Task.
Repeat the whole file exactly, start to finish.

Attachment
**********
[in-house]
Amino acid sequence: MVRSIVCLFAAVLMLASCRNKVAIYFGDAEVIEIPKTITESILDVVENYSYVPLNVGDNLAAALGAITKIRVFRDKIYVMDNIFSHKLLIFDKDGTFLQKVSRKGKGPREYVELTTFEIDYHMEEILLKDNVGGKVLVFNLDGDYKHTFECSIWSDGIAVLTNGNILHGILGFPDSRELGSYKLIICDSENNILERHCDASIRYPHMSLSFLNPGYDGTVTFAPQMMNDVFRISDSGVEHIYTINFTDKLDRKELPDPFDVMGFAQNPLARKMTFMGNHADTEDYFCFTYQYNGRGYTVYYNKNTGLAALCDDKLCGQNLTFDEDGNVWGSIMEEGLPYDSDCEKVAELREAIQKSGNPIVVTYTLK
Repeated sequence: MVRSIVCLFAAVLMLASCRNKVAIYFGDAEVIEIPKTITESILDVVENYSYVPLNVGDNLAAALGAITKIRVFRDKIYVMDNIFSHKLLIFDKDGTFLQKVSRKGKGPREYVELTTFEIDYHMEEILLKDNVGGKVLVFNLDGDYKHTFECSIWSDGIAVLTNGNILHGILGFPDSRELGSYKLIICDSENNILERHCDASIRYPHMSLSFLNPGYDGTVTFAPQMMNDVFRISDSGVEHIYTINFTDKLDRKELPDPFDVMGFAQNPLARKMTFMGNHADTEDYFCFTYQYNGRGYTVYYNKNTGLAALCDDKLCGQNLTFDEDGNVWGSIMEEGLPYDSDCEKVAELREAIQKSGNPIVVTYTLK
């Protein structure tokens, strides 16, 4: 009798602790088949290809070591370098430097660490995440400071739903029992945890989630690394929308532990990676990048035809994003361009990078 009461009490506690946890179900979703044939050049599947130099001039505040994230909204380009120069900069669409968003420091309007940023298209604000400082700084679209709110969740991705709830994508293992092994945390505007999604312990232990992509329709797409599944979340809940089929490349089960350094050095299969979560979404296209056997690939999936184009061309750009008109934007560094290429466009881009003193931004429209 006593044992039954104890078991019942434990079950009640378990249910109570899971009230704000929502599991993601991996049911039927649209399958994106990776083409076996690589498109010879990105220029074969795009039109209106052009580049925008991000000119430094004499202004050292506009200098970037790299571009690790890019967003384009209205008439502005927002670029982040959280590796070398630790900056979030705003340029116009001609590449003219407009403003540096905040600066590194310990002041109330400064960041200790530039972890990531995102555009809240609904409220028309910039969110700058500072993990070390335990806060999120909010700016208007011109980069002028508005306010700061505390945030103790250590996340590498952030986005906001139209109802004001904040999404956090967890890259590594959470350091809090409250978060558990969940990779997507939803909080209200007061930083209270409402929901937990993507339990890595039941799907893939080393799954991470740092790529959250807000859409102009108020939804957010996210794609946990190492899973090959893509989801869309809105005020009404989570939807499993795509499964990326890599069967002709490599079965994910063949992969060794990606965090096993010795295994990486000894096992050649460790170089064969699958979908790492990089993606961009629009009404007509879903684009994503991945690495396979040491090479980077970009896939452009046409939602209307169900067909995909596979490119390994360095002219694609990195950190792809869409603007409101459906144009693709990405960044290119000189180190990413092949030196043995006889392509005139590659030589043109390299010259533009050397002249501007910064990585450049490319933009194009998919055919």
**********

[in-house]
Amino acid sequence: MVRSIVCLFAAVLMLASCRNKVAIYFGDAEVIEIPKTITESILDVVENYSYVPLNVGDNLAAALGAITKIRVFRDKIYVMDNIFSHKLLIFDKDGTFLQKVSRKGKGPREYVELTTFEIDYHMEEILLKDNVGGKVLVFNLDGDYKHTFECSIWSDGIAVLTNGNILHGILGFPDSRELGSYKLIICDSENNILERHCDASIRYPHMSLSFLNPGYDGTVTFAPQMMNDVFRISDSGVEHIYTINFTDKLDRKELPDPFDVMGFAQNPLARKMTFMGNHADTEDYFCFTYQYNGRGYTVYYNKNTGLAALCDDKLCGQNLTFDEDGNVWGSIMEEGLPYDSDCEKVAELREAIQKSGNPIVVTYTLK
Repeated sequence: MVRSIVCLFAAVLMLASCRNKVAIYFGDAEVIEIPKTITESILDVVENYSYVPLNVGDNLAAALGAITKIRVFRDKIYVMDNIFSHKLLIFDKDGTFLQKVSRKGKGPREYVELTTFEIDYHMEEILLKDNVGGKVLVFNLDGDYKHTFECSIWSDGIAVLTNGNILHGILGFPDSRELGSYKLIICDSENNILERHCDASIRYPHMSLSFLNPGYDGTVTFAPQMMNDVFRISDSGVEHIYTINFTDKLDRKELPDPFDVMGFAQNPLARKMTFMGNHADTEDYFCFTYQYNGRGYTVYYNKNTGLAALCDDKLCGQNLTFDEDGNVWGSIMEEGLPYDSDCEKVAELREAIQKSGNPIVVTYTLK
């Protein structure tokens, strides 16, 4: 009798602790088949290809070591370098430097660490995440400071739903029992945890989630690394929308532990990676990048035809994003361009990078 009461009490506690946890179900979703044939050049599947130099001039505040994230909204380009120069900069669409968003420091309007940023298209604000400082700084679209709110969740991705709830994508293992092994945390505007999604312990232990992509329709797409599944979340809940089929490349089960350094050095299969979560979404296209056997690939999936184009061309750009008109934007560094290429466009881009003193931004429209 006593044992039954104890078991019942434990079950009640378990249910109570899971009230704000929502599991993601991996049911039927649209399958994106990776083409076996690589498109010879990105220029074969795009039109209106052009580049925008991000000119430094004499202004050292506009200098970037790299571009690790890019967003384009209205008439502005927002670029982040959280590796070398630790900056979030705003340029116009001609590449003219407009403003540096905040600066590194310990002041109330400064960041200790530039972890990531995102555009809240609904409220028309910039969110700058500072993990070390335990806060999120909010700016208007011109980069002028508005306010700061505390945030103790250590996340590498952030986005906001139209109802004001904040999404956090967890890259590594959470350091809090409250978060558990969940990779997507939803909080209200007061930083209270409402929901937990993507339990890595039941799907893939080393799954991470740092790529959250807000859409102009108020939804957010996210794609946990190492899973090959893509989801869309809105005020009404989570939807499993795509499964990326890599069967002709490599079965994910063949992969060794990606965090096993010795295994990486000894096992050649460790170089064969699958979908790492990089993606961009629009009404007509879903684009994503991945690495396979040491090479980077970009896939452009046409939602209307169900067909995909596979490119390994360095002219694609990195950190792809869409603007409101459906144009693709990405960044290119000189180190990413092949030196043995006889392509005139590659030589043109390299010259533009050397002249501007910064990585450049490319933009194009998919055919």